Wednesday, May 31, 2017

Catholics & Mormons

Now that some folks have actually been able to read Akeldama, I'm starting to get questions about it.  The most common one so far has been, "Why did you include so much about the Catholic Church?  Are you Catholic?"  A corollary to this has been, "Man, you sure talk a lot about the Mormon Church.  Are you a Mormon?"

I'm not sure why my religious affiliation plays into any of this, but I'll play along - no, I'm neither Catholic nor Mormon.  Why then did I decide to use those particular religious sects as centerpieces in my novel?  It's really quite simple - I needed a religious structure that was highly organized, and those were the two largest I could find.  I needed a vehicle through which to tell the story, and the Catholic Church and the Mormon Church fit the bill.

I had no desire for my main character to be an agent of the government.  I thought that if I did that, it'd limit his the extent of his power.  I'm all about USA, USA!, but no amount of chest thumping would've given Seth Gendrickson global reach.  Although the US government gets into lots of places, if it could get into everywhere, there wouldn't be any terrorism, for they'd have uncovered it all.  Seth needed to be able to get into dark and shadowy places that most folks couldn't, and the Catholic Church, with over a billion members and churches in every corner of the world, provided that.

So what was up with using the Mormon Church?  I needed another organization that fought the other main vampire sect, as well as a partial foil for my Hunter.  I wanted to introduce a level of doubt, and even a certain amount of human prejudice, into the equation.  Right or wrong, there's a degree of suspicion from most other parts of Christianity towards Mormons.  And since The Church of Latter Day Saints was already headquartered out west in Utah, they were perfectly positioned to already be involved in the fight.  Plus, their highly organized structure provided a counterpart to the Catholic Church that couldn't be readily dismissed.

Since I'm neither Catholic nor Mormon, I had to do a good bit of research into each in order to sound credible.  There are nearly 15 million Mormons, and over a billion Catholics.  If I didn't know how each was properly structured, or the various tenets of each set of beliefs, the entire book would come across as phony.  Although the basics of Christianity are constant - one God, sent His Son to Earth to die for our sins, believe in both an afterlife and an adversary - the nuances of each are distinct.  How many non-Catholics even know what the Roman Curia is?  Or that the claim about Jesus and Lucifer being brothers is rooted more in the doctrine of differing views of salvation that each held rather than as some setting of each on equal footing?  Things such as The Institute For The Works Of Religion may not come up much in Akeldama, but getting wrong what they actually are would make the reader dismiss the story as unconvincing.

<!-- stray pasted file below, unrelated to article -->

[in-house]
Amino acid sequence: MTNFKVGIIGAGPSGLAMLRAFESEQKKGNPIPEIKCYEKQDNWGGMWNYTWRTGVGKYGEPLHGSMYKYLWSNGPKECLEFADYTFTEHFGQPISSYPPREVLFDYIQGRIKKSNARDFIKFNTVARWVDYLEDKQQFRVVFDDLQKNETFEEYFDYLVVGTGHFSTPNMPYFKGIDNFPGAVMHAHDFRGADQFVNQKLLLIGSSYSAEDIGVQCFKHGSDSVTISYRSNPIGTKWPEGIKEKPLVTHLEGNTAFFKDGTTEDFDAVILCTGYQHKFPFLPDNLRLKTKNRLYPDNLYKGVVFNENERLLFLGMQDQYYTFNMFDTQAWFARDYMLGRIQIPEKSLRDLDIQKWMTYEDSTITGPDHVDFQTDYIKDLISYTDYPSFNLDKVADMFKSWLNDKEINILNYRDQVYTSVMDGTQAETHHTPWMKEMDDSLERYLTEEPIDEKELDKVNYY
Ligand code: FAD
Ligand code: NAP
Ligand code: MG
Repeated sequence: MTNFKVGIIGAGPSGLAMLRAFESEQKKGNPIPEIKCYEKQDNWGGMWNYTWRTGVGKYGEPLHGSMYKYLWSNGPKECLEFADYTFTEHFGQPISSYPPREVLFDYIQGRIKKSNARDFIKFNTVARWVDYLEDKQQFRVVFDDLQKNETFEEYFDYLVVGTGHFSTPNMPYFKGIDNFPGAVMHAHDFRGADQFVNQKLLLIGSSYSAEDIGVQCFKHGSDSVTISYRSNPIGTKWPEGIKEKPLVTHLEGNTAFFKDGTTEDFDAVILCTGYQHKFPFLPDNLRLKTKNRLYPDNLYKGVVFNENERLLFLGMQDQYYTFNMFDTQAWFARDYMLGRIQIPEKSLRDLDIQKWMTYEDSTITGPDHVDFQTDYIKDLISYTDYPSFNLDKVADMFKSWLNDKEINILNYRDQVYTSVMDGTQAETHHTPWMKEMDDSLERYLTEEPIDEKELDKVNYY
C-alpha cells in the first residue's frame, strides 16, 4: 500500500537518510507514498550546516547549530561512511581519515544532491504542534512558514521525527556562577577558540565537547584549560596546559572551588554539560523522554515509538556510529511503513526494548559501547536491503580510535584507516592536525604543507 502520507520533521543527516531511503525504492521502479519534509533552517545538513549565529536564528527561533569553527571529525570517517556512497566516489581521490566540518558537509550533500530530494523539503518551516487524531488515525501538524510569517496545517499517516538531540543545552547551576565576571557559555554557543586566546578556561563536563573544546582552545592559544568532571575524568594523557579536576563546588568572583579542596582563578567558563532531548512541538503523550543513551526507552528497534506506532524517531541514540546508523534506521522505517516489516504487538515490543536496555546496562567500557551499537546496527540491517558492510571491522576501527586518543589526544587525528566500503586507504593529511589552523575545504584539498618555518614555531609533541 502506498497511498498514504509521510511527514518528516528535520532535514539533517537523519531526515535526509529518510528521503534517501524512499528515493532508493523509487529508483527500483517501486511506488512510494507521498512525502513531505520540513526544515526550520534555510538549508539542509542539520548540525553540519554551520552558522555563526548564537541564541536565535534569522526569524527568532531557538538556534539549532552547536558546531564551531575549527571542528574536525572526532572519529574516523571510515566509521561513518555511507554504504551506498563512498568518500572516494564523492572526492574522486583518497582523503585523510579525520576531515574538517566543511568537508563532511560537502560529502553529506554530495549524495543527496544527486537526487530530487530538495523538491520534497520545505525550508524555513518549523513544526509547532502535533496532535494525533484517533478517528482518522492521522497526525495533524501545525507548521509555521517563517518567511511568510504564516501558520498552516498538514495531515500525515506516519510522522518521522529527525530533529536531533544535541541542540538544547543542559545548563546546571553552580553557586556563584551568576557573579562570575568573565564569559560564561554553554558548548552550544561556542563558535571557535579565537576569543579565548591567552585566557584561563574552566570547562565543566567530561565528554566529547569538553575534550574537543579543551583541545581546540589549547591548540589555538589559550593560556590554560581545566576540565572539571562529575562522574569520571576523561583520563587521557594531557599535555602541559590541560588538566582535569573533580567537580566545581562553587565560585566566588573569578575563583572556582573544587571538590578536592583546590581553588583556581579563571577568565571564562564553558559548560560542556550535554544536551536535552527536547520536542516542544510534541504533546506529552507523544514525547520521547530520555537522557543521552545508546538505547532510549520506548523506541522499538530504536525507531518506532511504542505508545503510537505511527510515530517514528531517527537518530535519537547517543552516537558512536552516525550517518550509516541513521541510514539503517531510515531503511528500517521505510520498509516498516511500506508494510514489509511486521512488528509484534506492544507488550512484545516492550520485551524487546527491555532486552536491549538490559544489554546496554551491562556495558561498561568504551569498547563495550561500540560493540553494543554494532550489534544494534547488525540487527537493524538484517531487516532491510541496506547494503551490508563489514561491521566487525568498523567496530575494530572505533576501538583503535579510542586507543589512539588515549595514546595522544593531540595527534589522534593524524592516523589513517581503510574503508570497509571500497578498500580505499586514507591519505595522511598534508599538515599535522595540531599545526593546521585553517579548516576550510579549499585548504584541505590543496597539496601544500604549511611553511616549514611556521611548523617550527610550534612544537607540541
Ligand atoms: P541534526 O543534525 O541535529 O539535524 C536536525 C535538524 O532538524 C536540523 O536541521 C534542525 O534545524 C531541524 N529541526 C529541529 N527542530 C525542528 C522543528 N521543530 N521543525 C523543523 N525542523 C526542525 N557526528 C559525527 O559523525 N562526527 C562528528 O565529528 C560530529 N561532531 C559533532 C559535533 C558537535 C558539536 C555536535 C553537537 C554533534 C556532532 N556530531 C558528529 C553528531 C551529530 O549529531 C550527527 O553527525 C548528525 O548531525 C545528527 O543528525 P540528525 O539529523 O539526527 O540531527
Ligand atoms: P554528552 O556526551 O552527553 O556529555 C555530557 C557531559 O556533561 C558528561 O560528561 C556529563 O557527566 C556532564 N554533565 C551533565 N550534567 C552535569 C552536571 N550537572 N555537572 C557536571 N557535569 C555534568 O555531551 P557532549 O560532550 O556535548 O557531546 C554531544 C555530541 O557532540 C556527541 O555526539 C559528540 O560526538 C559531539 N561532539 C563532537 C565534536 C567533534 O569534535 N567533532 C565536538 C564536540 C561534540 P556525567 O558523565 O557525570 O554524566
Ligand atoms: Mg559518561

The next time you read a story and wonder why certain things are in there, try to view it through the author's eyes.  Could the writer have accomplished the same story through another vehicle?  Or, like in my case, were the various nodes of the story simply the easiest way to say what the author wanted to say.  Not everything is an insight into the writer's life; sometimes they're merely tools that best allow for the expression of imagination.

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